transport and Rok-DA1 outboard DAC got good reviews a couple of years ago. 
It was dubbed the vinyl-lover's CD player, in that it always sounded a
little more like a record player than most. The Attessa CD is the start of
a range of medium price products which will ultimately extend to amps and
speakers. Roksan have learnt a lot from their first machine and the
Attessa player certainly impressed me heartily. Ok, I'm still not going to
rush out and buy one, but the fact that it stood up to the TMS and more or
less survived without me suffering my usual digititis, means that it can't
be bad. Interestingly, we were using the player with the cheaper of two
outboard DACs that Roksan do (though the Attessa is also available as a
stand-alone machine). Touraj, then replaced it with the more expensive
one.  The system took a sudden nose-dive, with just about every area
getting worse. Odd. Touraj explained that the cheaper DAC we'd been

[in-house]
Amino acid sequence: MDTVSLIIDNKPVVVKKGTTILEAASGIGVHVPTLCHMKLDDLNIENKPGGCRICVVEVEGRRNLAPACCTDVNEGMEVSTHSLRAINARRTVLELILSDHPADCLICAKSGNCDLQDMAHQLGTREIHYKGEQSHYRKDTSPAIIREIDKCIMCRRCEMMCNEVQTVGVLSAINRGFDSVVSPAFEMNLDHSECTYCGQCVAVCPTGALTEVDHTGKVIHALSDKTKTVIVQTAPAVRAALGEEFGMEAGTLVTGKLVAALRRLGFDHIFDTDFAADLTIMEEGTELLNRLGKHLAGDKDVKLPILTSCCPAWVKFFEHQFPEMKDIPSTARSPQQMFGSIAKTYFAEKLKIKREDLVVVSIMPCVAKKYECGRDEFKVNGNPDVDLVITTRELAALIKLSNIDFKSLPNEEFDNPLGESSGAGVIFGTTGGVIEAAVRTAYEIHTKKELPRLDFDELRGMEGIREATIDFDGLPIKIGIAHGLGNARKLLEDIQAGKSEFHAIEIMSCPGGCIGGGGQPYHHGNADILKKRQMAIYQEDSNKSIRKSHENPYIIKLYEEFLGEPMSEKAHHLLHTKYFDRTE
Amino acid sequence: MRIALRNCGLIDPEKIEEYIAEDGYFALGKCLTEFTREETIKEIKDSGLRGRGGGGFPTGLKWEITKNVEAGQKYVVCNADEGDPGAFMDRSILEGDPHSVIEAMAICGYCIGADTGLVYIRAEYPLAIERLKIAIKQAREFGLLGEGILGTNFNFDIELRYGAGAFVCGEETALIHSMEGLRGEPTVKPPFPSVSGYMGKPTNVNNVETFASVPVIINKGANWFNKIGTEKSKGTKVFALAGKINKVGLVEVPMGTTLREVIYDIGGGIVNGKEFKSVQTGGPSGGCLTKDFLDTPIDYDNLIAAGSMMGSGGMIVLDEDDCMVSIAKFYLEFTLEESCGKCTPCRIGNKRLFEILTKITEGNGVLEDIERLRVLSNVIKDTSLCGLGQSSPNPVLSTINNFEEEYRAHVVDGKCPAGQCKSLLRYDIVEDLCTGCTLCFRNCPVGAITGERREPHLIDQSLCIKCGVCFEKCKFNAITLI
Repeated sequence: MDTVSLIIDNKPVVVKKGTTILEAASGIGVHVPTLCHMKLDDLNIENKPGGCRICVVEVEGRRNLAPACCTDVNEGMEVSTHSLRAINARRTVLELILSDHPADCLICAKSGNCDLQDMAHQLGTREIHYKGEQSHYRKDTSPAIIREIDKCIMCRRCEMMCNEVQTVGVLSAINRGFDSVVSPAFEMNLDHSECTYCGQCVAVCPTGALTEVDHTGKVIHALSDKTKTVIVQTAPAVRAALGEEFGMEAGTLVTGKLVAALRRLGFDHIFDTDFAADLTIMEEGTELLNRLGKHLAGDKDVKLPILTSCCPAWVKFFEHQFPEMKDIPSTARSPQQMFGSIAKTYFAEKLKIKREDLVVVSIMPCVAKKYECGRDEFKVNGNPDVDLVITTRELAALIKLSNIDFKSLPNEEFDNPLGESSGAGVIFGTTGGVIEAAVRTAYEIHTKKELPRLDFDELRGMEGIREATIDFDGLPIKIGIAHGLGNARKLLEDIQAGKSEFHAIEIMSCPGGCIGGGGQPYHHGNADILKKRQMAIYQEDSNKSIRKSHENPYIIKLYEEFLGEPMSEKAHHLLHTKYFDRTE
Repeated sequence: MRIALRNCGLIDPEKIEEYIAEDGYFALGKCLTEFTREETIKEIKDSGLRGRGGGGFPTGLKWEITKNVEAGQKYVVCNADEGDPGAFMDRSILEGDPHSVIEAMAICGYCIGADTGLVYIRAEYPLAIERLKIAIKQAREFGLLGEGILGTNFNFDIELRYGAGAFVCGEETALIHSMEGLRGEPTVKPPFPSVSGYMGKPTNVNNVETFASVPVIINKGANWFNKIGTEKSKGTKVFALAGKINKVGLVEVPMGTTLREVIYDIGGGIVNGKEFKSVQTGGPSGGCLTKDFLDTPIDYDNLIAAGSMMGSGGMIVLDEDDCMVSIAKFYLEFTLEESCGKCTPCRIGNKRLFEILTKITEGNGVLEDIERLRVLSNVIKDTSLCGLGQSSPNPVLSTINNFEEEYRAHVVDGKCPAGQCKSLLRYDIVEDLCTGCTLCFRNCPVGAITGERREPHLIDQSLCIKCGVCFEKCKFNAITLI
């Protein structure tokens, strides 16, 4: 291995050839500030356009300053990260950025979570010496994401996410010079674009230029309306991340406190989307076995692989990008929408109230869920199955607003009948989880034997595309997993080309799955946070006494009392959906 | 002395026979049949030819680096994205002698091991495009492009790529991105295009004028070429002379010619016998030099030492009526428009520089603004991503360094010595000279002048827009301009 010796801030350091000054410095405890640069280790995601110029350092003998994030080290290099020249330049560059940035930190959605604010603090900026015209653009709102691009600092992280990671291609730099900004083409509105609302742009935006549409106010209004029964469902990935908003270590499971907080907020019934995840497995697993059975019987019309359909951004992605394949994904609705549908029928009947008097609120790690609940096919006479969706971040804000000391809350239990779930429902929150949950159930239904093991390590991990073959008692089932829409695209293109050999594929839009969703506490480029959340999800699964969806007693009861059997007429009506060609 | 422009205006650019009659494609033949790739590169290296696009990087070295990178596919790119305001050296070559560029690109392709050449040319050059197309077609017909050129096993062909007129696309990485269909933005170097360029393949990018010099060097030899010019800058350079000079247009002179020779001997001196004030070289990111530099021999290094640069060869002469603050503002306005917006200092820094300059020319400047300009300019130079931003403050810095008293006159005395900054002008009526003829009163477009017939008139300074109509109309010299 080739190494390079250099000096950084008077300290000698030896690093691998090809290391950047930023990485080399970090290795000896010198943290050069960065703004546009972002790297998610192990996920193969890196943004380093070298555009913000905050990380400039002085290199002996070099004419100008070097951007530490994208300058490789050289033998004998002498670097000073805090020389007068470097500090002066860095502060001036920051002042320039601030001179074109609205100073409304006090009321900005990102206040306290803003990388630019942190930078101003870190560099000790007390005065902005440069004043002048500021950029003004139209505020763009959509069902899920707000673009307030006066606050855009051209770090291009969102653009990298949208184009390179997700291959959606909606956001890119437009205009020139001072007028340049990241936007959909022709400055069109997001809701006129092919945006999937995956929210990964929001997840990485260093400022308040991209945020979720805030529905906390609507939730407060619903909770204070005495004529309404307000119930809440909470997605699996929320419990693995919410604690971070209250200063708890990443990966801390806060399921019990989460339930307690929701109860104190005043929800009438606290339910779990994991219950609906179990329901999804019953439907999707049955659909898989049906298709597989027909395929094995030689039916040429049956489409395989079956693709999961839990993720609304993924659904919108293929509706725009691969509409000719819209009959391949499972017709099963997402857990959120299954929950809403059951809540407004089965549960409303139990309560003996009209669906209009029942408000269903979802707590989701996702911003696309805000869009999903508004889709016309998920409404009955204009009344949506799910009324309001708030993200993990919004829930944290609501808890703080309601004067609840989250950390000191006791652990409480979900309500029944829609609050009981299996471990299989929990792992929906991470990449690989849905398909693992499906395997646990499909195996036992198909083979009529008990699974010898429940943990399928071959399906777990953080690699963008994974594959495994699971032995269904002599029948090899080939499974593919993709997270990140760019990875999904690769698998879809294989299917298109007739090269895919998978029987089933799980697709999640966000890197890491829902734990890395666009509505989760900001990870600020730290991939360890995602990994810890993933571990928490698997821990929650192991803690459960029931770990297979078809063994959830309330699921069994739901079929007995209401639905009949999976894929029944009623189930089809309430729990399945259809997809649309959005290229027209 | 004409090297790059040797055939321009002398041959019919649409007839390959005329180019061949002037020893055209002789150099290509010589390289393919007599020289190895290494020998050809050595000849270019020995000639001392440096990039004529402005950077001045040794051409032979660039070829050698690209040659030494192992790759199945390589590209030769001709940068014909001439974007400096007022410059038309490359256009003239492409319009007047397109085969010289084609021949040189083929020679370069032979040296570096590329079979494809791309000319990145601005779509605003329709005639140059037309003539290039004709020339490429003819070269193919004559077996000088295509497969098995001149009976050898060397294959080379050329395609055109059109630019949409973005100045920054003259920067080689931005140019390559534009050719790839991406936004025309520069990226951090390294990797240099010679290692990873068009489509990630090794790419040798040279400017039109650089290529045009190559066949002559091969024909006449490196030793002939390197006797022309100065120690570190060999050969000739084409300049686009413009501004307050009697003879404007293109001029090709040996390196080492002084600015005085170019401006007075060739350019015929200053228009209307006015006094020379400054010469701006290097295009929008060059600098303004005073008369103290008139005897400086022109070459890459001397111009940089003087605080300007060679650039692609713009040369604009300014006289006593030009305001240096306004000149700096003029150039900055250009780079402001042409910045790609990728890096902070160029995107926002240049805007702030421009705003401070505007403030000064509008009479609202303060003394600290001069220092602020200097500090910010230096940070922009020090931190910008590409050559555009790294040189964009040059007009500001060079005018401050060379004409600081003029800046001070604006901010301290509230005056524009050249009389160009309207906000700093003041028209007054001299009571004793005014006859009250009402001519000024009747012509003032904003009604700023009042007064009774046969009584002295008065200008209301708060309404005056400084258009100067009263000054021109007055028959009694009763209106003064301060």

listening to had had a couple of days to warm up, whereas the more
expensive one had only been on for an hour or so. He swore blind it was
the better DAC, but that it wouldn't sound better until it had been on for
a couple of days. I had not realised DACs were so fussy about being warm.
Though I guess I shouldn't be too surprised as the warm-up effect is
obvious in my preamp, where a couple of days is mandatory. 

Touraj was clearly proud of the Attessa player. He said that it got him
playing CDs at home. He plans to produce a better player, though he wasn't
certain when it would hit the shops. Could be a while yet. He was
basically happy to wait until they'd refined the design enough to cut the
Attessa dead at ten paces. If it does, I will certainly want to give it a
good listen.  Perhaps I may buy one of these damned CD things yet! The
medium price range has recently been extended to a floor standing speaker,